In an op-ed piece in the New York Times (2-15-03), Peggy Loonan, founder and executive director of Life and Liberty for Women, says this move by NARAL "sacrifices principles that the abortion-rights movement holds dear and leaves it operating from a place of weakness and compromise rather than from a place of strength." Loonan argues that forging of alliances with lawmakers and voters on their terms, rather than on the terms of what should be every woman's right, has only helped put in place more barriers to abortion. And Loonan says, "The position of the mainstream abortion-rights movement not to confront anti-abortion activists in the street is a mistake. Unchallenged rhetoric and pictures of what appear to be aborted fetuses have left the public feeling shame about legal abortion and have marginalized abortion providers."
A defensive posture around abortion rights only concedes ground to the anti-abortion rhetoric. It makes the central issue not one of women's independence and liberation--but instead simply a question of women being able to make a "choice"--that may be "right or wrong." And this leaves the door open to the argument that the "choice" to have an abortion is "unfortunate," or even "wrong and immoral."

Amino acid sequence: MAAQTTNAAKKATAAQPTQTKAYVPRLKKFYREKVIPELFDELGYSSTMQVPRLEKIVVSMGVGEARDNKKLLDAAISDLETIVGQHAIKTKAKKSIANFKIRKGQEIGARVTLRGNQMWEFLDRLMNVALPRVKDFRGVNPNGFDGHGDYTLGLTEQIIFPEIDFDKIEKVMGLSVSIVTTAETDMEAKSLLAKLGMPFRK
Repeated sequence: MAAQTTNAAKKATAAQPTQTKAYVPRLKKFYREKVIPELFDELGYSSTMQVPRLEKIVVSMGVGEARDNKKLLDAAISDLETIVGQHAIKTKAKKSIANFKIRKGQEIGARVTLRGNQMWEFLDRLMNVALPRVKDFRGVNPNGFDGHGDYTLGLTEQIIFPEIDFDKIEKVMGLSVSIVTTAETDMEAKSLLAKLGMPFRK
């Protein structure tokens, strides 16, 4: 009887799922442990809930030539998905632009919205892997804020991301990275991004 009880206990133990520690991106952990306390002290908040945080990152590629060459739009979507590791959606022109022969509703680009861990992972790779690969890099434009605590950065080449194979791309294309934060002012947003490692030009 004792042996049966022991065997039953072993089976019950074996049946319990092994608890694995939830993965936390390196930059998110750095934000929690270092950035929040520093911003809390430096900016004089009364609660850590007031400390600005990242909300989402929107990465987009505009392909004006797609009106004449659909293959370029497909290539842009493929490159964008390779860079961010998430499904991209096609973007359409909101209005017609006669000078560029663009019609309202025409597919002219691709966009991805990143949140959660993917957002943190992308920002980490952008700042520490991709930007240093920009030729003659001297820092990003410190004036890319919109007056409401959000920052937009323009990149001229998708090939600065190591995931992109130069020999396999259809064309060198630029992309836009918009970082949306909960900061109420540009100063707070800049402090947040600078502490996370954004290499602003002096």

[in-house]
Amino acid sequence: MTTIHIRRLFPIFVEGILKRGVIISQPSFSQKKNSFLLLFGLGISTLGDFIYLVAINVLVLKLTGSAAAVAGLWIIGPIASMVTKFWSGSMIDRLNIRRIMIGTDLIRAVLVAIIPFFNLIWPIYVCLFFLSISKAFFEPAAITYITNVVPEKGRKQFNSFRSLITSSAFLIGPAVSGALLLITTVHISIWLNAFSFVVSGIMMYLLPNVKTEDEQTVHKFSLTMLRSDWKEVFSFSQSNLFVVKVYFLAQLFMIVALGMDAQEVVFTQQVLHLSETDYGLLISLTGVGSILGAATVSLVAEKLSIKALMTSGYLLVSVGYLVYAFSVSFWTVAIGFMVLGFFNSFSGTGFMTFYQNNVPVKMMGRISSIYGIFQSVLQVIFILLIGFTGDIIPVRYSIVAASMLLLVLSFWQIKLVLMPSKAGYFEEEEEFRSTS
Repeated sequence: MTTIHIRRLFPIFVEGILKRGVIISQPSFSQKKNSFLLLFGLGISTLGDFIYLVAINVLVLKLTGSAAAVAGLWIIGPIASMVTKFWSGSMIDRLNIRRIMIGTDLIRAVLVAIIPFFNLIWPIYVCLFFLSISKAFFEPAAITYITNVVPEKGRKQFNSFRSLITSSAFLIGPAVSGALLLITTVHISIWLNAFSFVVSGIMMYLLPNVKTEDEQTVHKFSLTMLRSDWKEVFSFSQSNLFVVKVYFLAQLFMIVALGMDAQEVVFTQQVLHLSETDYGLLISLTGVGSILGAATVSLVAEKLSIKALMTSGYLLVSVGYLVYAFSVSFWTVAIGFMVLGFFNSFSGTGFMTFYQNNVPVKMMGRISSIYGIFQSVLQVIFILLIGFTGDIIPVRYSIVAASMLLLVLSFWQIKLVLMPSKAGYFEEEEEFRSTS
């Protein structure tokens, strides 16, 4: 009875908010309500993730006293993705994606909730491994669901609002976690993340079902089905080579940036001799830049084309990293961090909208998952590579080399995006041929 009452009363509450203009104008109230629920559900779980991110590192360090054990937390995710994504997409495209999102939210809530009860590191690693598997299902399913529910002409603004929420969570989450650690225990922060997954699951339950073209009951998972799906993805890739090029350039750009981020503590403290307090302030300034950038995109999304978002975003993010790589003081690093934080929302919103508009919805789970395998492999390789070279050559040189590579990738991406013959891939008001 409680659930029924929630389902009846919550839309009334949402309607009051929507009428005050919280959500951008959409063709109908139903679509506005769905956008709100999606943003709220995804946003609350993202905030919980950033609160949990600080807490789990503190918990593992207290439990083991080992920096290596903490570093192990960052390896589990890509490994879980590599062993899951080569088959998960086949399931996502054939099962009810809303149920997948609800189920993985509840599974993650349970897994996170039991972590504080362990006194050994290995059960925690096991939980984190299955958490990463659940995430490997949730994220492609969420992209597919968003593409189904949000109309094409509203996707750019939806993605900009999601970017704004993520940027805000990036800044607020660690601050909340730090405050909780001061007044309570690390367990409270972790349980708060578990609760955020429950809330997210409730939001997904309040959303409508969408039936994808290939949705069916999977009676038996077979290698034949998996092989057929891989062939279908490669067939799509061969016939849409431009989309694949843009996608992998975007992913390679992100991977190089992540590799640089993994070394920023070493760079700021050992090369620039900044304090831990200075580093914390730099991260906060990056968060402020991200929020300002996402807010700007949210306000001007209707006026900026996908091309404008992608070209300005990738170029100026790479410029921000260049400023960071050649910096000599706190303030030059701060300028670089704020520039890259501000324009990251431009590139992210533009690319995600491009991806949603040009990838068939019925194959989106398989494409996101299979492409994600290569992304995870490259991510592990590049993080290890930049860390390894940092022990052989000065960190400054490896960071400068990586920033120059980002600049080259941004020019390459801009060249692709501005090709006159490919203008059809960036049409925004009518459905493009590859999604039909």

But FETUSES ARE NOT BABIES! And WOMEN ARE NOT INCUBATORS! And in the fight for a women's right to choose, we need a clear and firm stance of ABORTION WITHOUT APOLOGY.
Defensive compromises aimed at appealing to those who have been confused by anti-abortion rhetoric only feeds into the lie that there are two "extremes" in the abortion battle and that both are wrong. The truth is that the two "extreme" sides in this battle are right and wrong. The fight against abortion is about oppressing women. The fight for abortion rights is about liberating women. All those who believe in the equality and liberation of women should be uncompromising on the question of a woman's right to choose.
The reality is that abortion is a necessary method of birth control which must be available to women. Without this means of controlling their reproduction and terminating unwanted pregnancies, women will be no more than slaves. The heart of it is that having the right to an abortion is a question of whether or not women can play a full and equal role in society.
This article is posted in English and Spanish on Revolutionary Worker Online